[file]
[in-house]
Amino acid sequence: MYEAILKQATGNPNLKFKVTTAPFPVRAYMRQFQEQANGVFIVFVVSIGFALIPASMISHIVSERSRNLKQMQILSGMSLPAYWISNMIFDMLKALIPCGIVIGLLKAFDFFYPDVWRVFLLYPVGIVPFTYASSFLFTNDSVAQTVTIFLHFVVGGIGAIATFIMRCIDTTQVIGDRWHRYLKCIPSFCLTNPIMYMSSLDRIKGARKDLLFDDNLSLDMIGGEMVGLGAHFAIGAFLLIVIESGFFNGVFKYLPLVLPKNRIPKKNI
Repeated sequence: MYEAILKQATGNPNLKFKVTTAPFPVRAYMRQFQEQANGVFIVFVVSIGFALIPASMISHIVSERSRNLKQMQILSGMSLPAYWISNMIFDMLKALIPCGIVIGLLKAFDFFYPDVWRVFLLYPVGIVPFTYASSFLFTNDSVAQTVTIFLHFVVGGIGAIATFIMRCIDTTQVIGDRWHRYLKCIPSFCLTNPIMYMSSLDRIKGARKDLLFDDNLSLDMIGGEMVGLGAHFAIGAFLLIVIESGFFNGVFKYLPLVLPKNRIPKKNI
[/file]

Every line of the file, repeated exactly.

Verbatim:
[in-house]
Amino acid sequence: MYEAILKQATGNPNLKFKVTTAPFPVRAYMRQFQEQANGVFIVFVVSIGFALIPASMISHIVSERSRNLKQMQILSGMSLPAYWISNMIFDMLKALIPCGIVIGLLKAFDFFYPDVWRVFLLYPVGIVPFTYASSFLFTNDSVAQTVTIFLHFVVGGIGAIATFIMRCIDTTQVIGDRWHRYLKCIPSFCLTNPIMYMSSLDRIKGARKDLLFDDNLSLDMIGGEMVGLGAHFAIGAFLLIVIESGFFNGVFKYLPLVLPKNRIPKKNI
Repeated sequence: MYEAILKQATGNPNLKFKVTTAPFPVRAYMRQFQEQANGVFIVFVVSIGFALIPASMISHIVSERSRNLKQMQILSGMSLPAYWISNMIFDMLKALIPCGIVIGLLKAFDFFYPDVWRVFLLYPVGIVPFTYASSFLFTNDSVAQTVTIFLHFVVGGIGAIATFIMRCIDTTQVIGDRWHRYLKCIPSFCLTNPIMYMSSLDRIKGARKDLLFDDNLSLDMIGGEMVGLGAHFAIGAFLLIVIESGFFNGVFKYLPLVLPKNRIPKKNI